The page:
The muchness of the Duchess
Or, the communal power of kind wit
This literary genre began with straight-up tweet collections on paper, like 2009’s Twitter Wit: Brilliance in 140 Characters or Less and 2012’s The Ten, Make That Nine, Habits of Very Organized People. Make That Ten: The Tweets of Steve Martin. They’re clever in parts and certainly amusing to browse at this late date in human history — how gentle life was! — but it remains unclear why they needed to print the internet. Later variations on the theme wrapped the quips of people who became famous on Twitter around memoir, serving as launching pads for talented comedians like Rob Delaney.
Becoming Duchess Goldblatt is an end in itself. Its author is anonymous, known only by the drag queen name she borrowed from a friend (“his first dog was a black Lab named Duchess, and his mother’s maiden name was Goldblatt”) and the above 1633 painting Portrait of an Elderly Lady by Frans Hals. The book details how this divorced, unemployed, and grief-stricken woman built a new life as a fictional 81-year-old author turned minor social media sensation. The Duchess and her book succeed by doing the opposite of what social media does best: Instead of enraging, she soothes.
The Duchess cultivates that rarest and most valuable flavour of surprising creativity: a kind wit. And in the process, she finds a community of people, mostly literary folk, who deeply connect with what she’s doing.
In 138 issues of this newsletter, I’ve only found kind wit twice, in the forms of Robert Benchley and Ted Lasso. The Duchess succinctly explains why it’s so rare. “The mean joke is always right there at my fingertips,” she writes. “It’s effortless. Any asshole can make a mean joke. It’s harder work to reach out further for the joke that’s funny and can’t hurt anybody.”
Benchley’s example was clouded by drink and didn’t end well, but Ted Lasso may be a distant cousin of the Duchess. Both are fictional characters who connect with real people. As her creator writes, she’s made up but the love is real.
Goldblatt’s creator chose kind wit in homage to her late father, who pushed her toward unconditional love. “He liked good-natured humor, kind humor that didn’t hurt anyone; a clever play on words or the surprise punch line he couldn’t see coming. Like many lovers of the written word, he delighted in wit, and he was an appreciative connoisseur of careful cursing; he understood its power.” She stuck with it because it worked.
In practice, that means her quips lean toward the absurd. That’s the useful how in her work: if you’re going to say something sharp and kind, you need to aim the blade skyward. “It hurts my heart when I can’t say the very funniest thing I think of,” she writes, “because I’m vain enough to want to show off, but one of DG’s principles is that she doesn’t poke fun ‘at’ anyone.”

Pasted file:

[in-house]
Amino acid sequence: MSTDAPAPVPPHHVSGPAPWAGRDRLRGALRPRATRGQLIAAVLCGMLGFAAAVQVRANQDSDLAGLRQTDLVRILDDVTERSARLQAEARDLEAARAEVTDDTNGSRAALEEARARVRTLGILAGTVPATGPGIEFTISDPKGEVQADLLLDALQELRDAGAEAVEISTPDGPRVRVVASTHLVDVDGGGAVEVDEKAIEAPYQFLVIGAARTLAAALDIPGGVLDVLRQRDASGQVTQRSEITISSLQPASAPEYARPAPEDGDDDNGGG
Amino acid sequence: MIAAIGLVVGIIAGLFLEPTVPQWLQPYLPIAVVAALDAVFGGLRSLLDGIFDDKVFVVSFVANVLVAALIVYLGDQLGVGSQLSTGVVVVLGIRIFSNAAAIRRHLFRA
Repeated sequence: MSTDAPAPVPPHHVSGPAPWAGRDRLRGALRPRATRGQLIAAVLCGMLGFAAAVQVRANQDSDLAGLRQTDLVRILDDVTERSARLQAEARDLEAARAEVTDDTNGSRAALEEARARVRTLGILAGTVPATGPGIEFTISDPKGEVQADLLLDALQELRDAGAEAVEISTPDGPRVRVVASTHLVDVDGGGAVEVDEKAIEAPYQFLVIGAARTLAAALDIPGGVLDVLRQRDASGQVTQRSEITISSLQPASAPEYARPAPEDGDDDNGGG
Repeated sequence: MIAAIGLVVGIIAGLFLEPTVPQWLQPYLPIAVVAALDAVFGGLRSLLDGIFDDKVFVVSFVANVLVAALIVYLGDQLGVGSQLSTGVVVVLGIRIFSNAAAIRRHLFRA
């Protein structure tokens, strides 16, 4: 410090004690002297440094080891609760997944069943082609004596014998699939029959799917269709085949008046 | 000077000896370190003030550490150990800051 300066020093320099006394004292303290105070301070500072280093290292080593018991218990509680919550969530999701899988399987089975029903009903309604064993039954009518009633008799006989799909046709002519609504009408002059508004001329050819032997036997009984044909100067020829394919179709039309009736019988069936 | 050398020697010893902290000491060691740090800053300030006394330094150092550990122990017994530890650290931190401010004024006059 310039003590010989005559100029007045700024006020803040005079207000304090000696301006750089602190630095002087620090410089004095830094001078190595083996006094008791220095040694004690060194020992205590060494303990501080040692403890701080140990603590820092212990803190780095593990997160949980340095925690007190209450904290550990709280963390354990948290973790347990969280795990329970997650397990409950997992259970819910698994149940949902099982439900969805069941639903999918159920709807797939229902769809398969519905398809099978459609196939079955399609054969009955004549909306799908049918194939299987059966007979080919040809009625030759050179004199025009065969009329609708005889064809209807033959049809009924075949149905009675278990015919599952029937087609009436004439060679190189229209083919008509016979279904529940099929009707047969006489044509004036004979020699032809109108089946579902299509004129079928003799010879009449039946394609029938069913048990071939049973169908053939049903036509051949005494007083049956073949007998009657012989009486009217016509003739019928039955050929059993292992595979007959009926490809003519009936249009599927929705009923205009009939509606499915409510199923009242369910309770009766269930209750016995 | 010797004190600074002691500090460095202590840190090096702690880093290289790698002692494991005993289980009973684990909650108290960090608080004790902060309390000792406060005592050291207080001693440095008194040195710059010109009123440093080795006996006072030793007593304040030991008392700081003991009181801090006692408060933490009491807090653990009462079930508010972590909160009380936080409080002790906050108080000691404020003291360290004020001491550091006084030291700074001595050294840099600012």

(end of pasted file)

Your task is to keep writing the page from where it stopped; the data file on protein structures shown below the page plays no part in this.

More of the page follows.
She answers every comment — a cardinal rule of online audience building — and uses every reply as “a chance to create an inevitable surprise for the reader: ‘inevitable’ in the sense that once you saw it, there was no other response that would have been superior, and a ‘surprise’ in that people couldn’t guess what she would say next.”
Duchess Goldblatt has fans around the world who send her letters, artwork, and delicious blackberry custard pies. She keeps her identity secret in the book and in real life, which is a perhaps unnecessary but clever way to prolong the magic, though she does identify one of her fondest admirers as Lyle Lovett. The country singer plays the part of the mentor on Goldblatt’s heroine’s journey. It’s his counsel she credits with showing her that “if I cast my inner light out into the universe, more light would bounce back toward me.” That’s not how Twitter usually works but it certainly should be.
Is kind wit possible outside of art, though? Duchess Goldblatt and her creator show it can be practiced in reality and made perfect in fiction. “The more I’ve become Duchess and myself at once, both of us together with one voice, the more that my real tribe has been able to find me,” they write. “Fancy that.”
Quick quips; lightning
“If you can’t be kind, at least be vague.”
— Judith Martin
“Do not ask me to be kind; just ask me to act as though I were.”
— Jules Renard
“Be nice to people on your way up because you’ll meet ’em on the way down.”
— Wilson Mizner
GWQ No. 139 has if not all the feels then at least many of them. Most of the book Twitter Wit was oddly mean, which was probably foreshadowing, though it did include “Giraffes are kinda like periscopes for themselves.” Steve Martin’s tweets are pretty solid, such as “Advice for writers: If you're a writer, a real writer, a really, really real writer, like, REALLY a writer, you should not write a sentence like this one,” but really, just read Born Standing Up. My book Elements of Wit: Mastering The Art of Being Interesting has a whole chapter on Twitter that has aged like a fine wine left uncorked. Kind wit, everybody! Spread the ❤️ !